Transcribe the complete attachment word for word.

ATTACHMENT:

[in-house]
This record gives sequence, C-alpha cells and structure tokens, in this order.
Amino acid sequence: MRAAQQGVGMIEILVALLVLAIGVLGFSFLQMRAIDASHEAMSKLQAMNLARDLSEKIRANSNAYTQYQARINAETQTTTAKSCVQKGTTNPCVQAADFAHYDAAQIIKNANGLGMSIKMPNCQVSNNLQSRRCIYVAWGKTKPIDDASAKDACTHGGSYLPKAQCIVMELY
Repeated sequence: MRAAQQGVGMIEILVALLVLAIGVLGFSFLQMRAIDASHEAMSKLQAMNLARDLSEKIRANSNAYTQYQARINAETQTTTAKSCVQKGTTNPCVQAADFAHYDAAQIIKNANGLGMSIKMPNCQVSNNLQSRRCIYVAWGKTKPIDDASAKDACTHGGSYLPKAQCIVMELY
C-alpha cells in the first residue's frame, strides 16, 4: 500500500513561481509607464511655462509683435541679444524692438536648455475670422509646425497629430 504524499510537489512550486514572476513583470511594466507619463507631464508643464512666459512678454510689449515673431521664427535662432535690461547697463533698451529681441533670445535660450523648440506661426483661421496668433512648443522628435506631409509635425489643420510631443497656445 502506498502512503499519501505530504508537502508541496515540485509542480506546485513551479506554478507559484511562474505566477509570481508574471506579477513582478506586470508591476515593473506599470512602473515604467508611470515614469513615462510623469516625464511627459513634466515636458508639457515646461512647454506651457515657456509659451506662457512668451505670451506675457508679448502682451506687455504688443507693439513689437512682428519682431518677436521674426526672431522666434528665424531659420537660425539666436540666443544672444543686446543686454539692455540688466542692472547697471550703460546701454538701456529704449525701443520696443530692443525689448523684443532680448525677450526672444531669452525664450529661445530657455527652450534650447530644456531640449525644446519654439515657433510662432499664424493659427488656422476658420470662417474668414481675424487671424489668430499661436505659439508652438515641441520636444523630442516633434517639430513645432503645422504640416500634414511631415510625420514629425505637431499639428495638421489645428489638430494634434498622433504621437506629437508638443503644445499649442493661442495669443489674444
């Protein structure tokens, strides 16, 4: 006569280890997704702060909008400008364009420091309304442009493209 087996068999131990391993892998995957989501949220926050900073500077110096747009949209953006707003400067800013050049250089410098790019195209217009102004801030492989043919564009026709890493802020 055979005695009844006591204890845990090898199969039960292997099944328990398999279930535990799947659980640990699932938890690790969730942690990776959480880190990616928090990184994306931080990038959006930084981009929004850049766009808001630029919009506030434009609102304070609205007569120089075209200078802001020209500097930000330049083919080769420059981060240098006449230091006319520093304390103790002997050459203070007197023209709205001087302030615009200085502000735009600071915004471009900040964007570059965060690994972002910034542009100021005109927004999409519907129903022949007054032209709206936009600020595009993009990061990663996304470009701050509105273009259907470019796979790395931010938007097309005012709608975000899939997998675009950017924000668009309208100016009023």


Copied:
[in-house]
This record gives sequence, C-alpha cells and structure tokens, in this order.
Amino acid sequence: MRAAQQGVGMIEILVALLVLAIGVLGFSFLQMRAIDASHEAMSKLQAMNLARDLSEKIRANSNAYTQYQARINAETQTTTAKSCVQKGTTNPCVQAADFAHYDAAQIIKNANGLGMSIKMPNCQVSNNLQSRRCIYVAWGKTKPIDDASAKDACTHGGSYLPKAQCIVMELY
Repeated sequence: MRAAQQGVGMIEILVALLVLAIGVLGFSFLQMRAIDASHEAMSKLQAMNLARDLSEKIRANSNAYTQYQARINAETQTTTAKSCVQKGTTNPCVQAADFAHYDAAQIIKNANGLGMSIKMPNCQVSNNLQSRRCIYVAWGKTKPIDDASAKDACTHGGSYLPKAQCIVMELY
C-alpha cells in the first residue's frame, strides 16, 4: 500500500513561481509607464511655462509683435541679444524692438536648455475670422509646425497629430 504524499510537489512550486514572476513583470511594466507619463507631464508643464512666459512678454510689449515673431521664427535662432535690461547697463533698451529681441533670445535660450523648440506661426483661421496668433512648443522628435506631409509635425489643420510631443497656445 502506498502512503499519501505530504508537502508541496515540485509542480506546485513551479506554478507559484511562474505566477509570481508574471506579477513582478506586470508591476515593473506599470512602473515604467508611470515614469513615462510623469516625464511627459513634466515636458508639457515646461512647454506651457515657456509659451506662457512668451505670451506675457508679448502682451506687455504688443507693439513689437512682428519682431518677436521674426526672431522666434528665424531659420537660425539666436540666443544672444543686446543686454539692455540688466542692472547697471550703460546701454538701456529704449525701443520696443530692443525689448523684443532680448525677450526672444531669452525664450529661445530657455527652450534650447530644456531640449525644446519654439515657433510662432499664424493659427488656422476658420470662417474668414481675424487671424489668430499661436505659439508652438515641441520636444523630442516633434517639430513645432503645422504640416500634414511631415510625420514629425505637431499639428495638421489645428489638430494634434498622433504621437506629437508638443503644445499649442493661442495669443489674444
């Protein structure tokens, strides 16, 4: 006569280890997704702060909008400008364009420091309304442009493209 087996068999131990391993892998995957989501949220926050900073500077110096747009949209953006707003400067800013050049250089410098790019195209217009102004801030492989043919564009026709890493802020 055979005695009844006591204890845990090898199969039960292997099944328990398999279930535990799947659980640990699932938890690790969730942690990776959480880190990616928090990184994306931080990038959006930084981009929004850049766009808001630029919009506030434009609102304070609205007569120089075209200078802001020209500097930000330049083919080769420059981060240098006449230091006319520093304390103790002997050459203070007197023209709205001087302030615009200085502000735009600071915004471009900040964007570059965060690994972002910034542009100021005109927004999409519907129903022949007054032209709206936009600020595009993009990061990663996304470009701050509105273009259907470019796979790395931010938007097309005012709608975000899939997998675009950017924000668009309208100016009023």